We need water to help us function properly, and to help control our body temperature, and to carry nutrients and oxygen to the trillions of cells in our bodies. Fluids also help carry waste out of our bodies, and help keep our digestive system, joints and eyes lubricated.
Drink more water in the heat
Drinking more fluids when the temperature’s high may sound like obvious advice. But it’s advice worth following, because we don’t always realise when we are becoming dehydrated. And that’s something that happens increasingly as we grow older.
There are reasons why this happens more in our mature years. As we grow older the signals that our bodies send out to tell us that we’re thirsty or hungry, become weaker. So we may need to top up our fluids, but may not notice because our system isn’t telling us as efficiently as it used to.
Dementia and hydration
People who have Alzheimer’s disease or dementia, and those who have had a stroke, have trouble swallowing or have poorly controlled diabetes can struggle to stay hydrated. Some medicines, such as laxatives and drugs that help you pass urine can make you more likely to be dehydrated. And our kidneys may become less efficient as we grow older, with the result that we lose more water and need to drink more to replace it.
Another common condition in our older years – incontinence – can make us dehydrated too, as we drink less to avoid the embarrassment of not being able to control our bladders. But being embarrassed may not be the worst problem. One side effect of dehydration is confusion and impaired brain function, which can be mistaken for a more serious condition.
In an episode of the popular TV series Doc Martin, one of the older characters didn’t drink enough as she was worried about wetting the bed during the night. She became dehydrated, and confused and disorientated. These symptoms were mistaken for dementia, and she was admitted to a residential/care home until Doc Martin made the right diagnosis.
How much should we drink?
The European Hydration Institute suggests that once we’re over 50 we should make sure that we drink regularly, even if we aren’t feeling thirsty. “Drinking about 1.5 to 2 litres of water or other fluids a day is a good ballpark figure,” says Registered Dietitian Sue Baic, spokesperson for the Association of UK Dietitians. “But if it’s very hot, or you’re doing something very active, drink more. Bigger people will probably need more fluids a day, and smaller people may need less.
More information on how much water to drink each day
Tea and coffee
If you aren’t drinking as much as you used to, or have some signs of dehydration, it can be a good idea to get into the habit of having a drink at certain times of the day. So you could have water or juice and tea or coffee with your breakfast, a hot or cold drink at 9.30 and again at 11.00, and a drink with your lunch, and another afterwards. Making a habit of drinking at regular times may help you drink enough to stay hydrated. Remember to add extra drinks when it’s hot.
“One and a half to two litres of fluid, works out at roughly six to eight glasses or mugs of fluid a day,” says Sue Baic. “So another way of making sure you drink enough is to have at least one drink with your meals, and one in between. That adds up to six servings, so you just need to add two more. The important thing is to get into a habit or pattern of drinking at certain times.”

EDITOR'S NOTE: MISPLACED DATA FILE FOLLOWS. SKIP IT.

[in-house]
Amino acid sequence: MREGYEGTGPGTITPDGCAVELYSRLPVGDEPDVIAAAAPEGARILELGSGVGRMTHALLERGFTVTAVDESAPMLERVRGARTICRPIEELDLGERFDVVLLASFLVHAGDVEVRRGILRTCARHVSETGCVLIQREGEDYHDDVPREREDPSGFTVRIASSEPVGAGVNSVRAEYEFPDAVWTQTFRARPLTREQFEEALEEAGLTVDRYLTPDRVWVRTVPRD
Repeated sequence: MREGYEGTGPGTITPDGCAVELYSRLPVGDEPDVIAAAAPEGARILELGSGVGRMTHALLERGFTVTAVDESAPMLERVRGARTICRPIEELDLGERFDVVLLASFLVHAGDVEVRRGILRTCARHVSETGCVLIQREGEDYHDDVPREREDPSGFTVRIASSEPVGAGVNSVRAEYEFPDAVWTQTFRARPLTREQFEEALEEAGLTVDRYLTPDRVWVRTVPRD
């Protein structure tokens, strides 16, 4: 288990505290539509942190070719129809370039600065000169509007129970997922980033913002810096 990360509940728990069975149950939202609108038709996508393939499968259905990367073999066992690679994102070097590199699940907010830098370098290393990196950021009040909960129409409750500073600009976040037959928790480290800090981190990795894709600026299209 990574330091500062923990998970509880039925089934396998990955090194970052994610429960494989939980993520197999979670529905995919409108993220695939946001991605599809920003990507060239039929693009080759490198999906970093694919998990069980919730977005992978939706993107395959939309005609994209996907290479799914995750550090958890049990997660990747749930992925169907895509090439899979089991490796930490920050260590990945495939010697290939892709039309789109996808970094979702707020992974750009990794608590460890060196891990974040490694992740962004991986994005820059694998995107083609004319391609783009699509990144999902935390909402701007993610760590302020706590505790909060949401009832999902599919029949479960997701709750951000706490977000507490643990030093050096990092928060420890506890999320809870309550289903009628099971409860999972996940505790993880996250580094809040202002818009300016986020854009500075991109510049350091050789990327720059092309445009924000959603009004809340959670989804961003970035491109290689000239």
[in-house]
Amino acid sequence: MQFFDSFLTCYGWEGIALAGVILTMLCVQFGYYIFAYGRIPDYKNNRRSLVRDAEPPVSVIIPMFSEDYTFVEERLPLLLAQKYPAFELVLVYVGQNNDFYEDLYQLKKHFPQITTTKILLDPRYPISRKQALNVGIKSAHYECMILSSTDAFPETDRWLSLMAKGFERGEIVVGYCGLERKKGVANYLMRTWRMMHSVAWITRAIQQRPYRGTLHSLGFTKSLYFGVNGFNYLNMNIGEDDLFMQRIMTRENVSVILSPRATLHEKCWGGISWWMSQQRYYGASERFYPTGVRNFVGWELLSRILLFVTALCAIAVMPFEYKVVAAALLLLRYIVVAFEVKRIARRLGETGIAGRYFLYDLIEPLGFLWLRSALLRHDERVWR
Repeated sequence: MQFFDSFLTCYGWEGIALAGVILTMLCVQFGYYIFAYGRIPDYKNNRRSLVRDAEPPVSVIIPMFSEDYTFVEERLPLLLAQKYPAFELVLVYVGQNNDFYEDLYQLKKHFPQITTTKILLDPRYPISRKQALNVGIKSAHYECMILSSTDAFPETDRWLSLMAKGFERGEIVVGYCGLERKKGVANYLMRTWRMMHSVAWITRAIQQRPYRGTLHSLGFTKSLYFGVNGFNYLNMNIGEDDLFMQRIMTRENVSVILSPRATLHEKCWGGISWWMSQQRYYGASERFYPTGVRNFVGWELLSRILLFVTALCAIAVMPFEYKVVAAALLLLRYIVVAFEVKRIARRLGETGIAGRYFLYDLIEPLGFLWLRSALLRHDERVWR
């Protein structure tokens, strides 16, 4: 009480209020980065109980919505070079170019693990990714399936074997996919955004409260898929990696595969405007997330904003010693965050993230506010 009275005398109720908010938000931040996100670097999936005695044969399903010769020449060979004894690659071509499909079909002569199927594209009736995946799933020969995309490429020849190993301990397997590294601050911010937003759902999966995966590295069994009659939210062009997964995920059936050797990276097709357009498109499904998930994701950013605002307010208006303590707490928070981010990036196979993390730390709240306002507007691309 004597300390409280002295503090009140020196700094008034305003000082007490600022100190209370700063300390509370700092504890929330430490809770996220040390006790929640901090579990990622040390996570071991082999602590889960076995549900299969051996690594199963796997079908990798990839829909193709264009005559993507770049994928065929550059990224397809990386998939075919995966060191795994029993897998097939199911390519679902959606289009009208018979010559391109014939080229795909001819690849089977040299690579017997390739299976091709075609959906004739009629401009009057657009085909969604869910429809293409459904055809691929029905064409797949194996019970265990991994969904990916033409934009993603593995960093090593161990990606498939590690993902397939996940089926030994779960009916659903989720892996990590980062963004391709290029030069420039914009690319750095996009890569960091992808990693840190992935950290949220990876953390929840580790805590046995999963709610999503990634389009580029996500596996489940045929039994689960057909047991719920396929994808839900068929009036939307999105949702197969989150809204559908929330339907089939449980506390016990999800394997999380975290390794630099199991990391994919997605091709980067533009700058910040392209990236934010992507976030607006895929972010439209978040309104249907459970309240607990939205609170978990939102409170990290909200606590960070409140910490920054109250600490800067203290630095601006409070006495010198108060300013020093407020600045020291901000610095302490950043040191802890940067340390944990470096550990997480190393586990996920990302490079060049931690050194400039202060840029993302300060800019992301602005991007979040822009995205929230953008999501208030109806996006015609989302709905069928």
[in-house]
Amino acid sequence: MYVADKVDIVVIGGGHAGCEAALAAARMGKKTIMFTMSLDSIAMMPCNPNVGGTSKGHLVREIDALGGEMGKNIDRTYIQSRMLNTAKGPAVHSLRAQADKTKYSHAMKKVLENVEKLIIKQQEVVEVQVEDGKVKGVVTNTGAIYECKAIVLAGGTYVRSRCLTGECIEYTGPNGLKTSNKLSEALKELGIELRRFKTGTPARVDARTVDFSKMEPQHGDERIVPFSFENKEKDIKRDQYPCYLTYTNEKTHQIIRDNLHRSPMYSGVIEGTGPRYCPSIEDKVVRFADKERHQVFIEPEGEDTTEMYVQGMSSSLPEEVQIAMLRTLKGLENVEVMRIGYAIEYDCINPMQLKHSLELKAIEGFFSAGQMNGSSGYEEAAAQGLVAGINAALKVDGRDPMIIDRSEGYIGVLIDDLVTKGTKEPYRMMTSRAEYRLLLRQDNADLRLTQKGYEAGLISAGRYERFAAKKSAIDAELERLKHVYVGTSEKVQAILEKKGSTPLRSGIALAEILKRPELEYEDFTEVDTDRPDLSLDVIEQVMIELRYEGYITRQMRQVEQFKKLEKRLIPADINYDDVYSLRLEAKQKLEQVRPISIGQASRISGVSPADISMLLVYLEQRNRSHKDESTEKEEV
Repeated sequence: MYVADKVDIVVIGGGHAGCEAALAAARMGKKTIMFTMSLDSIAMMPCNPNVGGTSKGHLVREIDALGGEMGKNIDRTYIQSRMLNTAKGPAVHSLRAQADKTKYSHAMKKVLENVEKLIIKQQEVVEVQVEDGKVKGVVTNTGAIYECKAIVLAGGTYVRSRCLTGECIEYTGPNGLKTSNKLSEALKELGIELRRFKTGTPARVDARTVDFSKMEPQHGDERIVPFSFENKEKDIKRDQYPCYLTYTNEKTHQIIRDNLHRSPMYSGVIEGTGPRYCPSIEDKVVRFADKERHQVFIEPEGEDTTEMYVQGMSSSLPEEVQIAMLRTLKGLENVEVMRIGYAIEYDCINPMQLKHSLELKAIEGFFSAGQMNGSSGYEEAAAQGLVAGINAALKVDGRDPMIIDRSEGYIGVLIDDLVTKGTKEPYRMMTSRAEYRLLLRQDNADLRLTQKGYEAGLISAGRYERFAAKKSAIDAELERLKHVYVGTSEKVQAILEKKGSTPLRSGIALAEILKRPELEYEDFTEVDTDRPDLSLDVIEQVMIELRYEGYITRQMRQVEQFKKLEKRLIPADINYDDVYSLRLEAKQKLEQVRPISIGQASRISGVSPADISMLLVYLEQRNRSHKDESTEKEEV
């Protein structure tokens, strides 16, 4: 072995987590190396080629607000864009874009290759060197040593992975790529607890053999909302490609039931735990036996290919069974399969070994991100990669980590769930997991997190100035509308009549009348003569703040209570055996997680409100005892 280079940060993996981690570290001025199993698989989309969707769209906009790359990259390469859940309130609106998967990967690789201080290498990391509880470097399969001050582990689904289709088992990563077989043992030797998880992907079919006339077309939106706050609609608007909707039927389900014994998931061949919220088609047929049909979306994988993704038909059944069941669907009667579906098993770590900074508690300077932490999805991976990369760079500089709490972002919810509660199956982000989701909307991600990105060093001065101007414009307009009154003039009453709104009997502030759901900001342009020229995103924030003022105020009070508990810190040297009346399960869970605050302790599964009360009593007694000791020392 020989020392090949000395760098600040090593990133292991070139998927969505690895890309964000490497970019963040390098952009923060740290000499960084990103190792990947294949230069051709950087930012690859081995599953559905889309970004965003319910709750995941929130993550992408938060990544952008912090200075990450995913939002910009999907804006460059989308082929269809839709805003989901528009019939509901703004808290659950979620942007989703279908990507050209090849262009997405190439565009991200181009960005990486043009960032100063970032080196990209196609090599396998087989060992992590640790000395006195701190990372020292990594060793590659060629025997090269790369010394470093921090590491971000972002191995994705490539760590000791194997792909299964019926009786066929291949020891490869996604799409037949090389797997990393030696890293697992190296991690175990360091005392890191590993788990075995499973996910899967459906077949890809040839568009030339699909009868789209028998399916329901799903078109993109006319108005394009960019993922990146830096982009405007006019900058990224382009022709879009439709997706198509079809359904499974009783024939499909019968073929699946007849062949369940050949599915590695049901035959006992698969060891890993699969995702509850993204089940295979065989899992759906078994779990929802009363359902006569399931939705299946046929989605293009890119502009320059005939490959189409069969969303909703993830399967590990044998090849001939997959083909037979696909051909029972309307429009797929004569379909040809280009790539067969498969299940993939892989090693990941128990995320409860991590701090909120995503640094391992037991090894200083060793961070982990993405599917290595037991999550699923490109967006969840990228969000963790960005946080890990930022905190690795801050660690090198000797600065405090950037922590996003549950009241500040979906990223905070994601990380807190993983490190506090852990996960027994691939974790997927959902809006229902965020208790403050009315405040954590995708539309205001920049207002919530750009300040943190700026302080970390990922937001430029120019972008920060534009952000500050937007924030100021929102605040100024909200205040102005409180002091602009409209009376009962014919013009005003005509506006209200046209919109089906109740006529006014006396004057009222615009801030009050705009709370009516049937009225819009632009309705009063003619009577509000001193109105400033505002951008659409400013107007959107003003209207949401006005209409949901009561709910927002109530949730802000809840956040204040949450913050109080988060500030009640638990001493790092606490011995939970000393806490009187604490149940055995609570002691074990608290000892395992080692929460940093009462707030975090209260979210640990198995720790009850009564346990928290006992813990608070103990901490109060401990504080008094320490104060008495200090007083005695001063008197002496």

Learn more about the health benefits of tea and coffee
Avoid drinking spirits
What should you drink? “Water, tea, herbal tea, coffee, milk and fizzy drinks, all help to hydrate you,” says Sue Baic. “Spirits, on the other hand, tend to be diuretic – and make you pass more urine. If you do drink spirits, for each alcoholic drink have a soft drink too.”
Fluids don’t just come from drinks. “You can get around ¾ of a litre a day from foods,” says Sue Baic. “If you eat five portions of fruit and veg a day, that should give you about 500 mls (0.87 pints) of water.
Are you drinking more alcohol than you think?
Where does it all go?
We lose fluid from our bodies all the time, through normal bodily functions. We lose about 400mls (0.7 pints) from our lungs, just by breathing, 500 mls (0.87 pints) through urine, and 200 mls (0.35) through faeces (poo). We can lose around 500-700ml (0.87pints) through sweat, but on a particularly hot day, or if we’ve been doing something very energetic, this can go up considerably.
Symptoms of dehydration
If you are concerned that you or anyone else might be dehydrated, there are some quick and easy ways of checking if you’re running dry.
- Producing dark, strong-smelling urine
- A dry mouth and/or dryness under the arms
- Being confused and disorientated
- Feeling more tired than usual
- Feeling weak and dizzy
- Sunken eyes
- Loose or slack skin
As well as making you feel ill, being dehydrated can cause urinary tract infections and, because it can make you feel dizzy, can increase your risk of falling.
If you have any of the symptoms shown above, or are concerned that you or someone else might be dehydrated, have something to drink straight away. Water with a little sugar stirred into it is a good choice, but most other drinks such as tea, herbal tea, coffee, milk and fizzy drinks will help to rehydrate you.
Have something to drink straightaway
If you or someone else becomes severely dehydrated, act at once. The signs can include the symptoms above as well as being delirious, difficulty breathing, low blood pressure, a weak pulse, fainting and possibly even fits. This is a medical emergency and you must call for medical help immediately.